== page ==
We have better things to do than comb through the minutes of each accountancy board’s meetings, so thanks to the tipster who obviously doesn’t and sent in the following tip from the January 25, 2011 minutes of the Illinois Board of Accountancy:
b. Mr. [Richard] York led a discussion regarding a recent candidate caught cheating by Prometric. The Committee agreed with the Executive Director’s recommendation to void the candidate’s scores for that examination. It was agreed by the Board to implement a prohibition of testing privilege for 2-5 years as provided by Administrative Rule for future candidates caught cheating.
It’s common knowledge that if you are caught cheating on the CPA exam you should expect for your scores to be thrown out and will likely receive some sort of administrative penalty (such as being barred from taking the exam again for a certain number of years) but this is the first reference I have seen to an actual candidate getting busted.
How does one go about cheating on the CPA exam anyway? With countless questions completely locked down by the AICPA, how could a candidate cheat? Sharpie notes on the palm of his hand? Smuggled in snot rags?
The official line on cheating from the AICPA, NASBA and Prometric goes something like this:
The Boards of Accountancy, NASBA and the AICPA take candidate misconduct, including cheating on the Uniform CPA Examination, very seriously. If a Board of Accountancy determines that a candidate is culpable of misconduct or has cheated, the candidate will be subject to a variety of penalties including, but not limited to, invalidation of grades, disqualification from subsequent examination administrations, and civil and criminal penalties. In cases where candidate misconduct or cheating is discovered after a candidate has obtained a CPA license or certificate, a Board of Accountancy may rescind the license or certificate.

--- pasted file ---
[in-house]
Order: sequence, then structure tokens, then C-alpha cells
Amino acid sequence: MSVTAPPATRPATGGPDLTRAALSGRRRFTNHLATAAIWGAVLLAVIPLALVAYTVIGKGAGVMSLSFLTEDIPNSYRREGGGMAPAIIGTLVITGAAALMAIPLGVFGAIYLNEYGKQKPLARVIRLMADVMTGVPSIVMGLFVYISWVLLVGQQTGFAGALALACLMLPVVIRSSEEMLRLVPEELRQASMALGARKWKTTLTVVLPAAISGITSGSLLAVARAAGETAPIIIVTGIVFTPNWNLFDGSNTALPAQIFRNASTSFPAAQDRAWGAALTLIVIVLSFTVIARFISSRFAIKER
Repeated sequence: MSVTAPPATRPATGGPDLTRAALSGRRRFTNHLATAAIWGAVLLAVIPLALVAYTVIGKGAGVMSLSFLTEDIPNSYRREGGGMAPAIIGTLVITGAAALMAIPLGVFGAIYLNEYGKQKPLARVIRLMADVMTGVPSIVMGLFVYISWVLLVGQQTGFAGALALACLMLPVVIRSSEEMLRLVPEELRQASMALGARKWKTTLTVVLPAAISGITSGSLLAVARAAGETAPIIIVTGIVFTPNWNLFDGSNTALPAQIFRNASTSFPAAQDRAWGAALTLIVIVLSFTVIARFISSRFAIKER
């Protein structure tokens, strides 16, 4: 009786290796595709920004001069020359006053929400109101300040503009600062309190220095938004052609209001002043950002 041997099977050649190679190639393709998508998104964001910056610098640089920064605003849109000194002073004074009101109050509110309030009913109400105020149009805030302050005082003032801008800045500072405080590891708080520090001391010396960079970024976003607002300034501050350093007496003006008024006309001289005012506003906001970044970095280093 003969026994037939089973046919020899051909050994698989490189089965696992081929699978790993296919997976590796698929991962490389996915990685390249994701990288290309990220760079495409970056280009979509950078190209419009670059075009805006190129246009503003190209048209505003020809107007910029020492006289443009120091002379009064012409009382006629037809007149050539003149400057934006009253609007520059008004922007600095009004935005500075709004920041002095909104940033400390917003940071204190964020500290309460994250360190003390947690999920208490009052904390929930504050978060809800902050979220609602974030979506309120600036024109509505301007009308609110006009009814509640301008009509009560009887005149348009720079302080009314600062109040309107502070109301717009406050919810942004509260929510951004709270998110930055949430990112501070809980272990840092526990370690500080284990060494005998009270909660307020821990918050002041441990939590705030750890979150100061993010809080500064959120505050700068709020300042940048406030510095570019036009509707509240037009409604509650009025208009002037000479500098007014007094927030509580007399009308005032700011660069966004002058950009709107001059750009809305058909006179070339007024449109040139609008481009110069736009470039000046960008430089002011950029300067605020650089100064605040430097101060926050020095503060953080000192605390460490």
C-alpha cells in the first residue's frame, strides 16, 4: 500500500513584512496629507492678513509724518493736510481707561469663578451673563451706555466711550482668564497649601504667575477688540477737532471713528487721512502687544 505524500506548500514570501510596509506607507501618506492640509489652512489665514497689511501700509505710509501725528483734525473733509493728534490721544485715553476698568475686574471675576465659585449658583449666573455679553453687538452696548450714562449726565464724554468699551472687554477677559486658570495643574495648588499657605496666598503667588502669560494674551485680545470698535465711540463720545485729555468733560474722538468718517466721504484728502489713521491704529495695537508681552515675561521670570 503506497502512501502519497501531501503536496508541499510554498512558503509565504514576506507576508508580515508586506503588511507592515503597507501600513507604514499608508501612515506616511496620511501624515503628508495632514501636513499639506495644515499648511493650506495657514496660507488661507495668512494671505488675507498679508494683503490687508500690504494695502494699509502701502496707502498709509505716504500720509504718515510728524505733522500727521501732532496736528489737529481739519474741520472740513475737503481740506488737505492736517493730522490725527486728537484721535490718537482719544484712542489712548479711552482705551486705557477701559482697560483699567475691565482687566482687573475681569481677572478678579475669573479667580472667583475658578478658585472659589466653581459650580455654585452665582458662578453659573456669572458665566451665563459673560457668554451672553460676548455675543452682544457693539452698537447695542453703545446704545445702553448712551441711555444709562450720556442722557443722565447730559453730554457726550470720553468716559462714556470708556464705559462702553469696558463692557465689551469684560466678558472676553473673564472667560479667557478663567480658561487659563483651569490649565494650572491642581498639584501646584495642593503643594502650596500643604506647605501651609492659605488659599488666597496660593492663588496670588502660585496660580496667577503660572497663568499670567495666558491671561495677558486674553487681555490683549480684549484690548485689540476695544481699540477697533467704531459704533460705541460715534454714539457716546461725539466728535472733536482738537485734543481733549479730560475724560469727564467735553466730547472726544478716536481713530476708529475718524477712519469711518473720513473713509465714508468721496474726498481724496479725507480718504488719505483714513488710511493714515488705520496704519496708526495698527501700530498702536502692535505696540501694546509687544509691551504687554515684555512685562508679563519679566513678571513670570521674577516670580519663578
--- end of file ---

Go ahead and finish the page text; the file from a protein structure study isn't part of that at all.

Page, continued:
If the test center staff suspects misconduct, a warning will be given to the candidate for any of the following situations:
· Communicating, orally or otherwise, with another candidate or person
· Copying from or looking at another candidate’s materials or workstation
· Allowing another candidate to copy from or look at materials or workstation
· Giving or receiving assistance in answering examination questions or problems
· Reading examination questions or simulations aloud
· Engaging in conduct that interferes with the administration of the examination or unnecessarily
disturbing staff or other candidates
Grounds for confiscation of a prohibited item and warning the candidate include:
· Possession of any prohibited item (whether or not in use) inside, or while entering or exiting the testing room
· Use of any prohibited item during a break in a manner that could result in cheating or the removal of examination questions or simulations
Inquiring minds are dying to know what went down.
The scariest part is that in 2 – 5 years, this candidate can head back into Prometric and give it another shot. Looks like it’s payroll clerking it in the meantime.